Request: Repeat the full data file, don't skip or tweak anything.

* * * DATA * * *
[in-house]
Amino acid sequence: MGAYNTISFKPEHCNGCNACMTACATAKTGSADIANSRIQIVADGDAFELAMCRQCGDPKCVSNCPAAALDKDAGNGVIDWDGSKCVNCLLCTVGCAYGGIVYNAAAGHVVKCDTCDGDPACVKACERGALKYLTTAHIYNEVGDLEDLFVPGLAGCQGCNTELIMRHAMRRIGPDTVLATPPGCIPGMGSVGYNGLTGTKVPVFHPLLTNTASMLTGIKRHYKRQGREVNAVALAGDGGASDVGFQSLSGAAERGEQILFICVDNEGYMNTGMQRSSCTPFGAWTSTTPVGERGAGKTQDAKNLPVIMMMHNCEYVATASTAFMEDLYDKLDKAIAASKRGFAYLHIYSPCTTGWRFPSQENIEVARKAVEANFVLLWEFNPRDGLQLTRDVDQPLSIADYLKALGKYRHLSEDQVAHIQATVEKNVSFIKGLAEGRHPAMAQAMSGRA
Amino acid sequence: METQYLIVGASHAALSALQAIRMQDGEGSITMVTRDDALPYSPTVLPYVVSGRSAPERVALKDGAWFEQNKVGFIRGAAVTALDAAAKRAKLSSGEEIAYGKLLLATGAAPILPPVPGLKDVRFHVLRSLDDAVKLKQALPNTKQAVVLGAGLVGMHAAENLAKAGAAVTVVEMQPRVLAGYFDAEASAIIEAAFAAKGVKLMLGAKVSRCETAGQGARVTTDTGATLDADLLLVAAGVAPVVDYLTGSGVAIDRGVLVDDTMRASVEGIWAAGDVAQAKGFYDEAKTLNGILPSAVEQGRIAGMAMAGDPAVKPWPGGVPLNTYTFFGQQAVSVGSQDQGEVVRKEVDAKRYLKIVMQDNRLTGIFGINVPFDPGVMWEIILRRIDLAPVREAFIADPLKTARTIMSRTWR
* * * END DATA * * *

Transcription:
[in-house]
Amino acid sequence: MGAYNTISFKPEHCNGCNACMTACATAKTGSADIANSRIQIVADGDAFELAMCRQCGDPKCVSNCPAAALDKDAGNGVIDWDGSKCVNCLLCTVGCAYGGIVYNAAAGHVVKCDTCDGDPACVKACERGALKYLTTAHIYNEVGDLEDLFVPGLAGCQGCNTELIMRHAMRRIGPDTVLATPPGCIPGMGSVGYNGLTGTKVPVFHPLLTNTASMLTGIKRHYKRQGREVNAVALAGDGGASDVGFQSLSGAAERGEQILFICVDNEGYMNTGMQRSSCTPFGAWTSTTPVGERGAGKTQDAKNLPVIMMMHNCEYVATASTAFMEDLYDKLDKAIAASKRGFAYLHIYSPCTTGWRFPSQENIEVARKAVEANFVLLWEFNPRDGLQLTRDVDQPLSIADYLKALGKYRHLSEDQVAHIQATVEKNVSFIKGLAEGRHPAMAQAMSGRA
Amino acid sequence: METQYLIVGASHAALSALQAIRMQDGEGSITMVTRDDALPYSPTVLPYVVSGRSAPERVALKDGAWFEQNKVGFIRGAAVTALDAAAKRAKLSSGEEIAYGKLLLATGAAPILPPVPGLKDVRFHVLRSLDDAVKLKQALPNTKQAVVLGAGLVGMHAAENLAKAGAAVTVVEMQPRVLAGYFDAEASAIIEAAFAAKGVKLMLGAKVSRCETAGQGARVTTDTGATLDADLLLVAAGVAPVVDYLTGSGVAIDRGVLVDDTMRASVEGIWAAGDVAQAKGFYDEAKTLNGILPSAVEQGRIAGMAMAGDPAVKPWPGGVPLNTYTFFGQQAVSVGSQDQGEVVRKEVDAKRYLKIVMQDNRLTGIFGINVPFDPGVMWEIILRRIDLAPVREAFIADPLKTARTIMSRTWR